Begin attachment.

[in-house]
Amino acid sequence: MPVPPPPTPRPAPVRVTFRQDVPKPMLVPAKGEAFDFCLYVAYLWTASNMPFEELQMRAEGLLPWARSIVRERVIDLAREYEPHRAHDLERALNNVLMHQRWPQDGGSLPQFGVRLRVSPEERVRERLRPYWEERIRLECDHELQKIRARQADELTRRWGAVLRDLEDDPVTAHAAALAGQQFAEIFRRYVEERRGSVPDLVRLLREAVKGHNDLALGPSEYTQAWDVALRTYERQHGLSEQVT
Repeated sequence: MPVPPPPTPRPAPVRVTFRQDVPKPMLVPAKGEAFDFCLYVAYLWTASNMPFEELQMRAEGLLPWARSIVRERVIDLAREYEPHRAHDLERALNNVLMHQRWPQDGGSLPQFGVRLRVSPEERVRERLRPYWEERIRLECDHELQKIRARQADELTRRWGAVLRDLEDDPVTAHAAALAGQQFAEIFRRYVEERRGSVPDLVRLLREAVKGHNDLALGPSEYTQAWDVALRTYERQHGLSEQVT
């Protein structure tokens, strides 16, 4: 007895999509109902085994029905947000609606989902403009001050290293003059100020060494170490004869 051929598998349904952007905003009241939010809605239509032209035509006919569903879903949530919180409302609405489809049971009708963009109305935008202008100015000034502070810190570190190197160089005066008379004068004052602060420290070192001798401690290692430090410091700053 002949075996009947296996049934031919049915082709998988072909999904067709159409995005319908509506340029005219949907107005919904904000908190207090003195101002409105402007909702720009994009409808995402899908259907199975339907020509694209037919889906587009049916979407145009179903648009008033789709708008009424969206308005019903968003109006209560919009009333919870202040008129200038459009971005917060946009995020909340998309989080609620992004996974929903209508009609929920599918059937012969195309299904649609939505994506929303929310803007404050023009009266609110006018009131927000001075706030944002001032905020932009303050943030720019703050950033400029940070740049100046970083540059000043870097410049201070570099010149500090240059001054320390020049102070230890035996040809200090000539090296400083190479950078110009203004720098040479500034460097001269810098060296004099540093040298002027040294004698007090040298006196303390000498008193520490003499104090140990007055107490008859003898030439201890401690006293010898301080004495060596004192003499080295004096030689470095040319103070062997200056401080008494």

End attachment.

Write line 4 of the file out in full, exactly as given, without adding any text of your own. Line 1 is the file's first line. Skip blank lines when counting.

């Protein structure tokens, strides 16, 4: 007895999509109902085994029905947000609606989902403009001050290293003059100020060494170490004869 051929598998349904952007905003009241939010809605239509032209035509006919569903879903949530919180409302609405489809049971009708963009109305935008202008100015000034502070810190570190190197160089005066008379004068004052602060420290070192001798401690290692430090410091700053 002949075996009947296996049934031919049915082709998988072909999904067709159409995005319908509506340029005219949907107005919904904000908190207090003195101002409105402007909702720009994009409808995402899908259907199975339907020509694209037919889906587009049916979407145009179903648009008033789709708008009424969206308005019903968003109006209560919009009333919870202040008129200038459009971005917060946009995020909340998309989080609620992004996974929903209508009609929920599918059937012969195309299904649609939505994506929303929310803007404050023009009266609110006018009131927000001075706030944002001032905020932009303050943030720019703050950033400029940070740049100046970083540059000043870097410049201070570099010149500090240059001054320390020049102070230890035996040809200090000539090296400083190479950078110009203004720098040479500034460097001269810098060296004099540093040298002027040294004698007090040298006196303390000498008193520490003499104090140990007055107490008859003898030439201890401690006293010898301080004495060596004192003499080295004096030689470095040319103070062997200056401080008494």